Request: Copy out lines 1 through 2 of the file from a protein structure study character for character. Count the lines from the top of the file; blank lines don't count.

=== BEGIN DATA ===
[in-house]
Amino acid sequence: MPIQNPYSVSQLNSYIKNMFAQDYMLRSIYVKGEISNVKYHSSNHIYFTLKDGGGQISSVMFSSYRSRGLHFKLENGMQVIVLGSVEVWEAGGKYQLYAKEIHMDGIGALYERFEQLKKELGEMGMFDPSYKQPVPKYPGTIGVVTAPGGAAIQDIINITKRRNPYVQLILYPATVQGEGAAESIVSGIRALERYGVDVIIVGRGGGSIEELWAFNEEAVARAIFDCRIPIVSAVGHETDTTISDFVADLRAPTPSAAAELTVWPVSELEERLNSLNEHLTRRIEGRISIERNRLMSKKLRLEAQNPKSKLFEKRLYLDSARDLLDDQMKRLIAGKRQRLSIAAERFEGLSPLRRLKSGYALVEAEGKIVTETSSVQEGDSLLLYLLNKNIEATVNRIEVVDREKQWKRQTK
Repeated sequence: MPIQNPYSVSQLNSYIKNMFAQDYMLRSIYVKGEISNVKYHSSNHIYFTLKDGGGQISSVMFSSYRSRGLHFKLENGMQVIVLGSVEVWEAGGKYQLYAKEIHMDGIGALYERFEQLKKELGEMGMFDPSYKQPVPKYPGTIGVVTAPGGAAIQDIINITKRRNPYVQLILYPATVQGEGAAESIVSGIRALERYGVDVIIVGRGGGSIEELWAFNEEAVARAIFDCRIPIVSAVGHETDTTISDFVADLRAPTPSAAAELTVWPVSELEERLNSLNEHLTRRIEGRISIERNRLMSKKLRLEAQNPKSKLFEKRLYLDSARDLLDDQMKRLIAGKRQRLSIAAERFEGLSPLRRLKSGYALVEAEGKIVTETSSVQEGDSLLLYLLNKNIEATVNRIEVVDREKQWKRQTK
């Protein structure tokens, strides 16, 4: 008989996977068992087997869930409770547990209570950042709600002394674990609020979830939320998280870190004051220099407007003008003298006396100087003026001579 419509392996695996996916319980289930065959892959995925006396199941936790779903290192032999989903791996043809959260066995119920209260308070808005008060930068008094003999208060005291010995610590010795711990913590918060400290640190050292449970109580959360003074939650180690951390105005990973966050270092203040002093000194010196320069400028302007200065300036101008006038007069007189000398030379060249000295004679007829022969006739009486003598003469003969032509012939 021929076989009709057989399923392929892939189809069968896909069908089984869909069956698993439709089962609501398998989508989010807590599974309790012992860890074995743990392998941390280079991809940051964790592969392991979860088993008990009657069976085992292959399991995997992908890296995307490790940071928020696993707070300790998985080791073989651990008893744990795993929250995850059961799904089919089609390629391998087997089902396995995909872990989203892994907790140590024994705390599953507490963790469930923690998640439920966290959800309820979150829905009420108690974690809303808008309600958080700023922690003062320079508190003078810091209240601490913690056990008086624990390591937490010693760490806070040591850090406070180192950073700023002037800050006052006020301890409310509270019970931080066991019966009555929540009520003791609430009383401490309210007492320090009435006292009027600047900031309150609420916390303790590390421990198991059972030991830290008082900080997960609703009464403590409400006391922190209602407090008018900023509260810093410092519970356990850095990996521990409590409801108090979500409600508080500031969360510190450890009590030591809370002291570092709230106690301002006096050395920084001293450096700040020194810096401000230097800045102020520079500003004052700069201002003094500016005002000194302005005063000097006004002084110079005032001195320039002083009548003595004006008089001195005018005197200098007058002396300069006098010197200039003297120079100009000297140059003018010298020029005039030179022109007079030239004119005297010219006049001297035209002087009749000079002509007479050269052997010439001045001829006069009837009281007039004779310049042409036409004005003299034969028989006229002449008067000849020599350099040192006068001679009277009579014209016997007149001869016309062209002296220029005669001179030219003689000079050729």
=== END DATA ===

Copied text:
[in-house]
Amino acid sequence: MPIQNPYSVSQLNSYIKNMFAQDYMLRSIYVKGEISNVKYHSSNHIYFTLKDGGGQISSVMFSSYRSRGLHFKLENGMQVIVLGSVEVWEAGGKYQLYAKEIHMDGIGALYERFEQLKKELGEMGMFDPSYKQPVPKYPGTIGVVTAPGGAAIQDIINITKRRNPYVQLILYPATVQGEGAAESIVSGIRALERYGVDVIIVGRGGGSIEELWAFNEEAVARAIFDCRIPIVSAVGHETDTTISDFVADLRAPTPSAAAELTVWPVSELEERLNSLNEHLTRRIEGRISIERNRLMSKKLRLEAQNPKSKLFEKRLYLDSARDLLDDQMKRLIAGKRQRLSIAAERFEGLSPLRRLKSGYALVEAEGKIVTETSSVQEGDSLLLYLLNKNIEATVNRIEVVDREKQWKRQTK